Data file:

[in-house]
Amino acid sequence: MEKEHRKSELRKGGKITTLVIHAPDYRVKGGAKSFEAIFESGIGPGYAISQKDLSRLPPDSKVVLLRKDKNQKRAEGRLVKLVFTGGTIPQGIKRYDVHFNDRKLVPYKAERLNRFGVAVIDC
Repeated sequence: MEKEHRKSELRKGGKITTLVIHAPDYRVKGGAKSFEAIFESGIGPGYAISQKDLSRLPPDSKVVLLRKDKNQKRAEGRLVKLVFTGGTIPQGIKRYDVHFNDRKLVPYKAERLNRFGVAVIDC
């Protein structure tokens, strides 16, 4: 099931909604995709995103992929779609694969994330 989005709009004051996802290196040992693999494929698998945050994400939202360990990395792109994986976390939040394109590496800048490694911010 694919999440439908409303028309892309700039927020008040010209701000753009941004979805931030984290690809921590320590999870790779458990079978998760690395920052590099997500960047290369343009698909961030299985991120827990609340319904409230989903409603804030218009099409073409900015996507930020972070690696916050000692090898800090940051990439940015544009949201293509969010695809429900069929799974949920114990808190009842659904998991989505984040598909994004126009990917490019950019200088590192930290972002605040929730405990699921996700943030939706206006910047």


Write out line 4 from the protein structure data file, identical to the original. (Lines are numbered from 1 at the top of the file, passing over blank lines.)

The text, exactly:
């Protein structure tokens, strides 16, 4: 099931909604995709995103992929779609694969994330 989005709009004051996802290196040992693999494929698998945050994400939202360990990395792109994986976390939040394109590496800048490694911010 694919999440439908409303028309892309700039927020008040010209701000753009941004979805931030984290690809921590320590999870790779458990079978998760690395920052590099997500960047290369343009698909961030299985991120827990609340319904409230989903409603804030218009099409073409900015996507930020972070690696916050000692090898800090940051990439940015544009949201293509969010695809429900069929799974949920114990808190009842659904998991989505984040598909994004126009990917490019950019200088590192930290972002605040929730405990699921996700943030939706206006910047």